25 He said to them, “How foolish you are, and how slow to believe all that the prophets have spoken! 26 Did not the Messiah have to suffer these things and then enter his glory?” 27 And beginning with Moses and all the Prophets, he explained to them what was said in all the Scriptures concerning himself.
28 As they approached the village to which they were going, Jesus continued on as if he were going farther. 29 But they urged him strongly, “Stay with us, for it is nearly evening; the day is almost over.” So he went in to stay with them.
30 When he was at the table with them, he took bread, gave thanks, broke it and began to give it to them. 31 Then their eyes were opened and they recognized him, and he disappeared from their sight. 32 They asked each other, “Were not our hearts burning within us while he talked with us on the road and opened the Scriptures to us?”
33 They got up and returned at once to Jerusalem. There they found the Eleven and those with them, assembled together 34 and saying, “It is true! The Lord has risen and has appeared to Simon.” 35 Then the two told what had happened on the way, and how Jesus was recognized by them when he broke the bread.
Sermon “Stay With Me”
Let us pray,
May the words of my mouth, and the meditations of all of our hearts, be pleasing and acceptable to you, our rock and our redeemer…
Our Scripture reading for this morning extols the importance of Christian community for the life of faith. Jesus appears to the disciples on the road to Emmaus and reminds them that they need him, and they need each other now that he is about to ascend to the Father. It can feel like a cruel joke that this story appears in the lectionary during Pandemic Easter. Where we are forced to stay apart from one another. Where we are forced to re-think how we do Christian community.
The road to Emmaus is a story of living in transition. For Jesus this time marks the transition between his resurrection from the dead, and his ascension into heaven. It is one of his final opportunities to be with his disciples and to teach them. For his disciples it marks the transition being Jesus’ disciples to being Jesus’ apostles. From learning from Jesus, to sharing the good news of Jesus with others. The road to Emmaus teaches us that Easter faith holds space for both hope and lament. As we journey with Jesus’ disciples we learn of the interconnectedness of resurrection hope, and the lament that necessitates it.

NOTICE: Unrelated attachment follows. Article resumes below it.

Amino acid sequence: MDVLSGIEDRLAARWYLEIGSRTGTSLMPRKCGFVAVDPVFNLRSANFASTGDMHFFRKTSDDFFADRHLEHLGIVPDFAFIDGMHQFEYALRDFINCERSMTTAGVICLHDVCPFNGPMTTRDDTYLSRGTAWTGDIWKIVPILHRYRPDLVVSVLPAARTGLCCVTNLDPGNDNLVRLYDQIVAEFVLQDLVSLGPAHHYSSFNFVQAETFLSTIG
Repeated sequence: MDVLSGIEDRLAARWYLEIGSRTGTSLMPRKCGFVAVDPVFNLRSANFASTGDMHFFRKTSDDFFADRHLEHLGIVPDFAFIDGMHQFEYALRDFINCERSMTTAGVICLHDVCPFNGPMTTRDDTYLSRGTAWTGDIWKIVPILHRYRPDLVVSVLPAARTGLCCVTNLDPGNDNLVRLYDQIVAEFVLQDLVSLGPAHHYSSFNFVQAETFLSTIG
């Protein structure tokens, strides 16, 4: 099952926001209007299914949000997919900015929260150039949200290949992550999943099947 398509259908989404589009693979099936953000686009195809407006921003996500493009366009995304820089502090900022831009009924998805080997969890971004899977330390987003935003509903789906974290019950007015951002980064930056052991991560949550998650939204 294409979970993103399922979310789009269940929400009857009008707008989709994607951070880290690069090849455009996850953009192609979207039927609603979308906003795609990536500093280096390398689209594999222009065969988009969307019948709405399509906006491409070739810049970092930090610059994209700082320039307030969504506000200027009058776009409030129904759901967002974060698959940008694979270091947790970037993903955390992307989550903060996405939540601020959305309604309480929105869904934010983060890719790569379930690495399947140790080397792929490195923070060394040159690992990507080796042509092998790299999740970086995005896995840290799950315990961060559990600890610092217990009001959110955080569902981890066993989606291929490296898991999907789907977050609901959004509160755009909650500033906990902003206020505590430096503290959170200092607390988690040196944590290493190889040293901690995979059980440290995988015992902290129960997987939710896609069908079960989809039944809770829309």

Today’s reading tells us that on Easter (resurrection day), two of the disciples left Jerusalem to travel to Emmaus. Luke doesn’t tell us why they’re going to Emmaus. But it’s likely they’re going because they’re worried that they will be persecuted in Jerusalem. Jesus walked alongside them, but they did not recognize him. Jesus asks the disciples what they are discussing. I imagine the disciples starting at him incredulously. How can you not know what is happening?! They ask the stranger. Jesus’ death is all anyone is talking about. Jesus has been killed and our whole world has been turned upside down. Worse still, they tell Jesus, ‘we had hoped that [Jesus] was the one who was going to redeem Israel.’
“We had hoped.” This is the most important phrase in our Scripture passage for today. This is an imperfect tense of the verb “to hope.” In English, the imperfect tense is used to describe an unfinished action. When the disciples say ‘we had hoped’ it means that for which they hoped for hasn’t yet happened, and that they do not expect that it will happen. Usually when we talk about hope, we talk about it in the future tense. We use the future tense to talk about something that hasn’t yet happened, but that we believe will happen in the future. We hope to go to Florida for vacation this year. We hope that we will survive our cancer diagnosis. We hope that everything will return to normal soon.